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Essential Budget Tips for Small Contractors

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Budgeting Tips for Small Contractors
Thad King
Thad King
June 7, 2024

Creating a budget is perhaps one of the most important parts of working as a contractor, and keeping up with your budget becomes an even bigger deal the smaller your operation is. Small contracting firms and solo contractors must keep a close eye on construction costs because margins are often slim due to the amount of work a small crew or solo contractor can complete.

The good news is that, as you grow your operation, budgeting often becomes easier since you can take on larger and more plentiful jobs. Until then, however, paying close attention to your budget is essential. To help you make the most of every dollar, below are some simple budgeting tips for small contractors:

Look for Alternative Materials

The cost of construction, repair, installation materials, tools, and products is often a top concern among contractors. Drywall, roofing materials, piping, nuts, and bolts can quickly eat into a small contractor’s budget.

To alleviate some of this stress, consider alternative materials when possible. For example, eco-friendly construction materials are sometimes less expensive than their manmade counterparts. As an added bonus, you get to do something good for the environment by using eco-friendly products.

Although eco-friendly materials are included in this list of budgeting tips for small contractors, don’t forgo quality to save money. Remember that your reputation is on the line, so if a job calls for a specific type of material or product, use that instead of a lower-cost alternative and then build that cost into the budget you present to the customer.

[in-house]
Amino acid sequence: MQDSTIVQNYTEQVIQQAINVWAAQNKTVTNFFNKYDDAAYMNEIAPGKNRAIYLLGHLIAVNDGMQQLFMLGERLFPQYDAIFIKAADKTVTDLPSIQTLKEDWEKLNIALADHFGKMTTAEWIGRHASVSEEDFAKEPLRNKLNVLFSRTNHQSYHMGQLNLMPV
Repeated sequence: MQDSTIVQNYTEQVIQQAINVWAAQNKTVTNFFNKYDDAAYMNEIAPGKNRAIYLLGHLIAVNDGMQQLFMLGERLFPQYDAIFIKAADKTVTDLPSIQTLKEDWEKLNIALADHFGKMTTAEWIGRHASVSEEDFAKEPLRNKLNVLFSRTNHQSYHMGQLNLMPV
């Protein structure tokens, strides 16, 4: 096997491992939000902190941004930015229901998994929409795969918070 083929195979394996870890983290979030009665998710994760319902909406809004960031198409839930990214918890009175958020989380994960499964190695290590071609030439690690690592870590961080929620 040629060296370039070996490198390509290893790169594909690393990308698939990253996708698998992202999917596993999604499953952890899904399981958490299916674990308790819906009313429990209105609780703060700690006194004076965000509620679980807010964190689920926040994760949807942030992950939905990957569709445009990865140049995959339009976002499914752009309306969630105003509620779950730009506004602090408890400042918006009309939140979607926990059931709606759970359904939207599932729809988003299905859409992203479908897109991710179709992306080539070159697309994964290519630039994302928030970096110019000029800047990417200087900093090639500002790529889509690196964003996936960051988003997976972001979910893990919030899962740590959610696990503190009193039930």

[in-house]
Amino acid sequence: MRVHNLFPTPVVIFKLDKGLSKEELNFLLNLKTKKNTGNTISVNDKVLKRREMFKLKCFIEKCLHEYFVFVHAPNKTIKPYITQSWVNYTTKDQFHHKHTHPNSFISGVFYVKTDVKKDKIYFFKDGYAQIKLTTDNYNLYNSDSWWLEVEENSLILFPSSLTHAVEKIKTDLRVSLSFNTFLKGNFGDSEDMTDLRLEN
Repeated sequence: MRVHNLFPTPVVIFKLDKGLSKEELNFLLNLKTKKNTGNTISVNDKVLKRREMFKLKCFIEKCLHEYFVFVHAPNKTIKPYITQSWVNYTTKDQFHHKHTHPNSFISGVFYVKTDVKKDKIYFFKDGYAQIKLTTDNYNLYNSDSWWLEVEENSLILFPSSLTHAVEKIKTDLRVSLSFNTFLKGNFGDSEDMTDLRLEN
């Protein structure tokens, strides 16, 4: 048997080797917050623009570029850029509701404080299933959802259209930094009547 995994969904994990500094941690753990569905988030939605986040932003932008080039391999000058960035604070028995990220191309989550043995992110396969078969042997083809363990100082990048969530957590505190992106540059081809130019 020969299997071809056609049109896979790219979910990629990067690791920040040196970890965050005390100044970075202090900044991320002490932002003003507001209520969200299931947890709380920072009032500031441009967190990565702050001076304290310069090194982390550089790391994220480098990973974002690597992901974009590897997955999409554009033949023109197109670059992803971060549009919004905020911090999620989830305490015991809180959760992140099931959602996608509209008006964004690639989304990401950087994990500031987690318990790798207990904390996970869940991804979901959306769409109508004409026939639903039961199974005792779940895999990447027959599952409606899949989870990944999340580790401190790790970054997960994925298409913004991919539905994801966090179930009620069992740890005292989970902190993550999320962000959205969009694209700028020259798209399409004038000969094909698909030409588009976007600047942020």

Don’t Forget to Include Taxes

Whether you love or hate them, taxes are a fact of life for everyone, including small contractors. You’re likely responsible for collecting, reporting, and paying taxes when you run your show. Different states have tax laws, but federal income taxes on self-employed individuals and small businesses are universal.

When budgeting, you must keep your personal and business finances separate. In some cases, including those involving limited-liability corporations (LLCs), tax liability passes through the company to the individual. The LLC offers certain legal protections for the company's owner, but taxes for the business usually get reported along with the owner’s personal income.

As such, it’s a good idea to include taxes in your budgeting for various real estate construction projects. You should keep separate bank accounts for your personal and business finances and avoid commingling these funds. This will make it easier to deduct business expenses and other eligible expenses from your taxable income when it’s time to file your annual return. Keeping up with this information may also help you lower your tax bill.

Lean on Accounting Resources